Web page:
Abhishek Malik, Consultant, TCS BaNCS for Capital Markets

The valuation of a portfolio gives an overall picture of the client including assets/liabilities and forward positions. The positions of a portfolio can be valued at the latest available market rates and aggregated to arrive at the total portfolio value in the base as well as other performance currencies. Various market forces affect asset prices worldwide. One such event which affects the valuations of portfolio securities is Corporate Actions (CA), which is designed to have some effect on the share price. This effect may be purely mathematical, I.e., if the number of shares is doubled in a subdivision, then the market price is halved, or it may follow market sentiments depending upon how a corporate action is perceived in the eyes of an investor. This change of market price is immediately reflected in the valuation reports of the investor’s portfolio. However, quoting the current market price alone in the valuations without considering the adjusted cost basis will be erroneous. This is because investors won’t be able to report actual gains or losses when filing tax returns and may miss accounting for unrealized gains or losses. This task becomes more complicated when stocks are purchased over a period and several CA’s such as mergers or splits have happened over them.

Traditionally, financial institutions like broker dealers and wealth managers have been looking for solutions that evaluate the impact of corporate actions on assets to generate correct valuations. But in today’s competitive scenario, these services are increasingly becoming popular among custodians in a bid to provide better value-added services to their customers.

The solution to correct asset valuation lies in effectively tracking and updating the client’s positions records with adjusted cost price. Hence, part of the process would rely on the:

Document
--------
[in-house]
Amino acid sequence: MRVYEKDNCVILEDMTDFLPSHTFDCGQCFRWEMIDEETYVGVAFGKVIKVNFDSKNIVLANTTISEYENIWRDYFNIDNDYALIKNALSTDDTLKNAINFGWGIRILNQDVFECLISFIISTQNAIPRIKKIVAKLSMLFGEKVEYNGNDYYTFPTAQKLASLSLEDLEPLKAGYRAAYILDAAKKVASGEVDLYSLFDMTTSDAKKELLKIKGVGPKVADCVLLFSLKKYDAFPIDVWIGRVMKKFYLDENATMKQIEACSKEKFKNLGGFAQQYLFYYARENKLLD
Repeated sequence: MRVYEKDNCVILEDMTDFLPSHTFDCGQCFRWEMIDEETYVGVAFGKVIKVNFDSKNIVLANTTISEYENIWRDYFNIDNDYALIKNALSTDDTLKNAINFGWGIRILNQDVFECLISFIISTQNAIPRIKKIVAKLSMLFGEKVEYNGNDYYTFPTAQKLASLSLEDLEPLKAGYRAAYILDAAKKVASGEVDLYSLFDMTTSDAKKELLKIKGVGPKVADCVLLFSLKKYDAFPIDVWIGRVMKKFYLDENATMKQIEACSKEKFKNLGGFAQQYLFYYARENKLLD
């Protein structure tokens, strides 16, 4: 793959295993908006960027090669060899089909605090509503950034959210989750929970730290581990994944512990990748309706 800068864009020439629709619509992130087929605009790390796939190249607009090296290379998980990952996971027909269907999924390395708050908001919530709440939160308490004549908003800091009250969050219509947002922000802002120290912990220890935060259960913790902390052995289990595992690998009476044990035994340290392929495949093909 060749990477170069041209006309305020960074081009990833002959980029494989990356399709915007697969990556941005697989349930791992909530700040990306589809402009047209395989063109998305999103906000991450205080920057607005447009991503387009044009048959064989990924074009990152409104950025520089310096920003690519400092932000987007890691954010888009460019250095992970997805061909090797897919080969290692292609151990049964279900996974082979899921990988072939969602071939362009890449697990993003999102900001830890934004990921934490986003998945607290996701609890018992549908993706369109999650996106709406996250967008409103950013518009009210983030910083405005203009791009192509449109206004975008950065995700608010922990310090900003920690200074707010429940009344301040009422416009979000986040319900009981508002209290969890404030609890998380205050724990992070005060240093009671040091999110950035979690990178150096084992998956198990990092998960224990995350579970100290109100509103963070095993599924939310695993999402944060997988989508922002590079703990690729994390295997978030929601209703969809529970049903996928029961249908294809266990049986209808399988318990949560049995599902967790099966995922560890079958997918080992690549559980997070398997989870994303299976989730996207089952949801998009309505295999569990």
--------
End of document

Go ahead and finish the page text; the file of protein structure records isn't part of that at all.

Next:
1) Ability of the positions management system to maintain the cost price of all the asset positions (at the tax lot level).

2) Ascertaining of all corporate action types which can impact securities cost.

3) Determining procedures to adjust the cost basis for each such corporate actions. The principle of all procedures remains the same i.e. the total book cost of the portfolio securities would remain same before and after the execution of CA. Few examples here illustrate this:

  • A stock split of 1:2 would mean that the number of shares in the customer portfolio will double hence the cost price of each position would be halved.
  • Rights issue –distribution of the rights intermediate instrument is done free of cost; hence the cost price of the intermediate security position would be zero.
  • Consolidation of the stock is another CA in which two or more shares are replaced with a single share. This would increase the cost price in the same proportions as the consolidation. 
  • The final step would be the ability of the CA system to post the adjusted cost basis information in the security movements.

Further, as newer laws require the financial institutions to track client’s asset cost more closely, the importance of accuracy in reporting is increasing. Hence, correctly adjusting the cost price would be one of the crucial steps towards realizing this aim.

Disclaimer: Views or opinions represented in this blog are based on the author’s own research and do not represent TCS BaNCS.


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